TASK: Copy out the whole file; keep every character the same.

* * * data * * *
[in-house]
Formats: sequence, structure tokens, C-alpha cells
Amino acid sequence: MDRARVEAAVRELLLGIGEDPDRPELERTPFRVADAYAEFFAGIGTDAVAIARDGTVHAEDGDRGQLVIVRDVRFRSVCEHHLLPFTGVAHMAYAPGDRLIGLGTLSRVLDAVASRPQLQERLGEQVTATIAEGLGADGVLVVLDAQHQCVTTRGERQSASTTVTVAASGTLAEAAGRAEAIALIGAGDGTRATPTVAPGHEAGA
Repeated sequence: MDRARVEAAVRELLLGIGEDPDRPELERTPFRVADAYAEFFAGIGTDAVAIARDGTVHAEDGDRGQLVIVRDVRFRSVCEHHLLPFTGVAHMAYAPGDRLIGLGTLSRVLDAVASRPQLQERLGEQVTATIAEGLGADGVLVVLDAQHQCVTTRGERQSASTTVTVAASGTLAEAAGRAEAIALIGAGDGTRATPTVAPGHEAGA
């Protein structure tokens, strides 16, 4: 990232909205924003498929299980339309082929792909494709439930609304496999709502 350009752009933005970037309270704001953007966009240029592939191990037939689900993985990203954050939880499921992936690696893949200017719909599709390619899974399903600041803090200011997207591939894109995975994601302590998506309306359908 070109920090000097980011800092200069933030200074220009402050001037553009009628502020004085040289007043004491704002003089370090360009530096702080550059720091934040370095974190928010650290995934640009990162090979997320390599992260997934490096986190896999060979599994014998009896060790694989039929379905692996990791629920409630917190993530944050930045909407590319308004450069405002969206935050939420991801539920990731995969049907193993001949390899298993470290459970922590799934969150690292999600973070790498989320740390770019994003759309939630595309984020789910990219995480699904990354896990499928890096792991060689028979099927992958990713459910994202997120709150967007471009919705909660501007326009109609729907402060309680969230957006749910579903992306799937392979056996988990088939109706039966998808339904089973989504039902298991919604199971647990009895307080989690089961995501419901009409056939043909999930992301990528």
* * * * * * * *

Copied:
[in-house]
Formats: sequence, structure tokens, C-alpha cells
Amino acid sequence: MDRARVEAAVRELLLGIGEDPDRPELERTPFRVADAYAEFFAGIGTDAVAIARDGTVHAEDGDRGQLVIVRDVRFRSVCEHHLLPFTGVAHMAYAPGDRLIGLGTLSRVLDAVASRPQLQERLGEQVTATIAEGLGADGVLVVLDAQHQCVTTRGERQSASTTVTVAASGTLAEAAGRAEAIALIGAGDGTRATPTVAPGHEAGA
Repeated sequence: MDRARVEAAVRELLLGIGEDPDRPELERTPFRVADAYAEFFAGIGTDAVAIARDGTVHAEDGDRGQLVIVRDVRFRSVCEHHLLPFTGVAHMAYAPGDRLIGLGTLSRVLDAVASRPQLQERLGEQVTATIAEGLGADGVLVVLDAQHQCVTTRGERQSASTTVTVAASGTLAEAAGRAEAIALIGAGDGTRATPTVAPGHEAGA
């Protein structure tokens, strides 16, 4: 990232909205924003498929299980339309082929792909494709439930609304496999709502 350009752009933005970037309270704001953007966009240029592939191990037939689900993985990203954050939880499921992936690696893949200017719909599709390619899974399903600041803090200011997207591939894109995975994601302590998506309306359908 070109920090000097980011800092200069933030200074220009402050001037553009009628502020004085040289007043004491704002003089370090360009530096702080550059720091934040370095974190928010650290995934640009990162090979997320390599992260997934490096986190896999060979599994014998009896060790694989039929379905692996990791629920409630917190993530944050930045909407590319308004450069405002969206935050939420991801539920990731995969049907193993001949390899298993470290459970922590799934969150690292999600973070790498989320740390770019994003759309939630595309984020789910990219995480699904990354896990499928890096792991060689028979099927992958990713459910994202997120709150967007471009919705909660501007326009109609729907402060309680969230957006749910579903992306799937392979056996988990088939109706039966998808339904089973989504039902298991919604199971647990009895307080989690089961995501419901009409056939043909999930992301990528």